Monday, April 17, 2006

China in Latin America

Chinese Influence in Brazil Worries U.S.
By Humphrey Hawksley
BBC Newsnight, Sao Paulo
April 3, 2006

Earlier this month, assistant Secretary of State Thomas Shannon was dispatched to Beijing to inquire about China's growing influence in Latin America on everything from oil and gas, to defense projects. America has been "protective" of Latin America since 1823, when President James Monroe "decreed that no foreign power would have more influence there than the U.S. itself."

Of great concern are the recent elections in Latin America that have produced a number of leftist countries that are extremely critical of U.S. policy.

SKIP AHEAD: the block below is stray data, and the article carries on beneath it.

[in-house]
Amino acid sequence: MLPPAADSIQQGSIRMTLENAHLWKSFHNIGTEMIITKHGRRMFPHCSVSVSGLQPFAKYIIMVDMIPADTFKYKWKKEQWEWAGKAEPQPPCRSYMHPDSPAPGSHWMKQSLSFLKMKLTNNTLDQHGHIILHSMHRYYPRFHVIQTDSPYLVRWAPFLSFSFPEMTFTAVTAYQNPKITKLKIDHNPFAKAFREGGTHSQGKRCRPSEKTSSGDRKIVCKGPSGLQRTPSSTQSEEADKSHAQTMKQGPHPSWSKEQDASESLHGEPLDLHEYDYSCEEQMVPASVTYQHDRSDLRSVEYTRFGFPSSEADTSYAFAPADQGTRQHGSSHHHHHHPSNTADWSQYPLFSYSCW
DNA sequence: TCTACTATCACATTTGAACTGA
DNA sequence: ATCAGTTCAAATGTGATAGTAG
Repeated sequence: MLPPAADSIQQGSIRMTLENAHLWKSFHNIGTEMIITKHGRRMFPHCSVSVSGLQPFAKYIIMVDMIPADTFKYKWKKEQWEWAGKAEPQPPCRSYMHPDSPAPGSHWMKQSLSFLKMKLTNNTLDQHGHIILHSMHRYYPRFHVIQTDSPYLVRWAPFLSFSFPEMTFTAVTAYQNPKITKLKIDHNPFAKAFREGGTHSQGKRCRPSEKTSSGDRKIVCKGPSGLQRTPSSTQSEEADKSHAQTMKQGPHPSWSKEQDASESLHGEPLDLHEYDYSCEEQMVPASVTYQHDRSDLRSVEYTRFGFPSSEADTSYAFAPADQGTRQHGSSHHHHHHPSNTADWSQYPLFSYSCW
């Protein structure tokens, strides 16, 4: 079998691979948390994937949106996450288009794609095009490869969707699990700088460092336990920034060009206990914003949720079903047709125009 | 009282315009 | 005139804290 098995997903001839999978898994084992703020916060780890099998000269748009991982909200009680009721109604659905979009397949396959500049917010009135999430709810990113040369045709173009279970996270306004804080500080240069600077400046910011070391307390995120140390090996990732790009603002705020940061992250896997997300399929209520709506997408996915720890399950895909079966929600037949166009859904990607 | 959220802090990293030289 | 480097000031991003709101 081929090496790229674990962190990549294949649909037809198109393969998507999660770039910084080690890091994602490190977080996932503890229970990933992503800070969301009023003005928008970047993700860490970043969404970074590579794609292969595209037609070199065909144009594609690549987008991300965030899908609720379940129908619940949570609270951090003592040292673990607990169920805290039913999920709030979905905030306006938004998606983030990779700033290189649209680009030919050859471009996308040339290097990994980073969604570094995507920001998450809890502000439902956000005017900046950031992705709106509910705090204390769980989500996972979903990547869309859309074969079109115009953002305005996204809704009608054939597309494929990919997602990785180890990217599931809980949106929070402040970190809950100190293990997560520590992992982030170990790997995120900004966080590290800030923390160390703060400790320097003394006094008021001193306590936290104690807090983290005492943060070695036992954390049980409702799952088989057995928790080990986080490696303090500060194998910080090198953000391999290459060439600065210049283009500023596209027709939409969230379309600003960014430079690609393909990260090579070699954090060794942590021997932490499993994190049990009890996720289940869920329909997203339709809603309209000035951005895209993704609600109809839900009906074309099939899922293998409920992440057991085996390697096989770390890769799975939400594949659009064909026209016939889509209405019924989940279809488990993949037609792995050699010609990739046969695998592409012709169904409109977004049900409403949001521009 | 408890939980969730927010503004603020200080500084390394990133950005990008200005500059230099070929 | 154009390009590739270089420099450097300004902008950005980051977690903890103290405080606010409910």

"We're concerned about the leftist countries that are dealing with China," says Congressman Dan Burton (R) Chairman of Sub-Committee on the Western Hemisphere, "It's extremely important that we don't let a potential enemy of the U.S. become a dominant force in this part of the world."

China-Brazil business began less than two years ago after a series of meetings between Brazilian President Luiz Inacio Lula Da Silva and Chinese President Hu Jintao. Since then, there has been a heavy influence of Chinese culture in Brazil, including the Mandarin language and other Chinese cultural habits. China asserts that it has much to teach Brazil regarding building economic development and decreasing poverty.

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